By Leslie Mills, Shinrikan Dojo, IN
It is with tremendous pleasure that I would like to report to you on the first clinic given by Amos Parker sensei at the Shinrikan dojo in Indianapolis (TigerLily T'ai Chi and Aikido Inc).
Parker sensei came the weekend of December 10-12, 1999. He taught 4 classes, each 2 hours in length. Students came from Minneapolis, MN (Alvin McClure sensei, GoDan) and from Detroit, MI (Herman Hurst sensei, GoDan).
They joined our students for an intimate group of eager Aikidoka. There were never more than 7 on the mat at any time, 10 all together participated. We felt privileged to have access to so much attention from sensei.
We had specifically asked Parker sensei if he would hover over us, cleaning up the little things, focusing on the basics, showering us with subtle corrections. And that is precisely what he did!
Parker sensei began with kihon dosa, spending the greatest amount of time on hiriki no yose ichi and ni. Having trained under Terada sensei for 35 years in Japan, Parker sensei worked with us on both Hombu kihon as well as variations attributed to Terada sensei. We worked on such things as tucking in the back foot at the very end of the movement so that the last little bit of the mechanic is done with a solid connection from the ground, through the back leg, strongly incorporating the hips, and elbows energized all the way to the fingertips.
We disassembled and reassembled basic techniques like shomenuchi ikkajo osae ichi and yokomenuchi shihonage ichi and ni, and lots of sankajo variations. We trained step by step, correcting and assimilating each adjustment. We felt the techniques become more efficient and powerful, more graceful and compelling.
Parker sensei watched each of us closely, giving advise and corrections pertinent to each student. He freely used the lower ranking students as Uke as well as the Udansha. This was very exciting for 'younger' students, and gave them a chance to feel the true energy of Aikido.
For several of our students, this was their first Aikido clinic, having studied up to this point with only Teddie Linder and myself, who are both female. They commented that Amos Parker sensei was such a fine role model, and they felt very good about their Aikido training to date. They could easily see that Aikido has little to do with being male or female, but has everything to do with proper body mechanics and proper intent and mental focus on harmony and least harm.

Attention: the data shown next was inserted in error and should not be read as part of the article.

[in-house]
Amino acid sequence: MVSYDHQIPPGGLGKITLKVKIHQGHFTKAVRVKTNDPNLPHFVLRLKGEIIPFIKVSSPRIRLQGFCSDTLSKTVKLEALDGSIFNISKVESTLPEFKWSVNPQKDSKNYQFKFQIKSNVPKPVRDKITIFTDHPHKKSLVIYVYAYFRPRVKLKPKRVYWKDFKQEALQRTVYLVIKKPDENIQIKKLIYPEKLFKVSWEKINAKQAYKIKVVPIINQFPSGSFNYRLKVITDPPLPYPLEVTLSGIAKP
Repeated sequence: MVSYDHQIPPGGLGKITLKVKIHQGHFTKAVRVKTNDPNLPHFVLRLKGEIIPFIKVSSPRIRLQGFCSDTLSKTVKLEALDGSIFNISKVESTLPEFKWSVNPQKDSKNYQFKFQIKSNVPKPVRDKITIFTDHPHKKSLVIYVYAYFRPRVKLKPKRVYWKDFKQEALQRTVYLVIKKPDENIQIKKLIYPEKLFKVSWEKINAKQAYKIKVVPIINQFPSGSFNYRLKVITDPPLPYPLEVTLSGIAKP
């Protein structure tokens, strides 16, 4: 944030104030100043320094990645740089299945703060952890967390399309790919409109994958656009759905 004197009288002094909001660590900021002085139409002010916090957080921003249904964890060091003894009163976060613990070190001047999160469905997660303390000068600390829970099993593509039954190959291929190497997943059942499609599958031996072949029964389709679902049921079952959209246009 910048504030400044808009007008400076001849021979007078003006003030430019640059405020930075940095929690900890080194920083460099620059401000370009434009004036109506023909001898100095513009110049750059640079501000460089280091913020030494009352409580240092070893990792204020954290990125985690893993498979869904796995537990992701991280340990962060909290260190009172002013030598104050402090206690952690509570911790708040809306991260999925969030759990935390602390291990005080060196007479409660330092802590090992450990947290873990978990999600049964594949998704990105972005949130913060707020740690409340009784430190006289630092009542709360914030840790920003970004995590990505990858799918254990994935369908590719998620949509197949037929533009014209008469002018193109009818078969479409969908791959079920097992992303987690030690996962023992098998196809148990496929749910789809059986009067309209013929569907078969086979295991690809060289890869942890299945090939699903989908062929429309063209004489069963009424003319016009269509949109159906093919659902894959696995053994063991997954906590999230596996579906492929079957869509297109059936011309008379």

On Sunday, Parker sensei shared what he calls 'practical Aikido' and some variations of techniques that were derived from the Aikijujutsu style.
Between classes and after classes, Parker sensei made himself readily available to us. We talked about various aspects of the art of Aikido, some history and trends in Yoshinkan, his philosophies on teaching students, and many other topics, gained from over thirty years of teaching and training with Terada sensei in Japan.
Those attending the workshop were excited with the information and instruction he shared with us. Everyone at the workshop was impressed with Amos Parker sensei, both on the mat as an Aikidoka and an instructor, and off the mat as a person of wisdom and kindness.
Parker sensei presented me with my SanDan certificate and instructor's certificate to grade to the level of ShoDan. He presented my partner Teddie Linder with her NiDan certificate and instructor's certificate to grade to the level of ikkyu. He presented to both of us our dojo's IYAF registration certificate under the name Shinrikan.
We are very pleased that Parker sensei has agreed to visit our dojo twice each year, in April and August, to teach and guide and counsel us in Yoshinkan Aikido. We are grateful for his presence, and his giving spirit.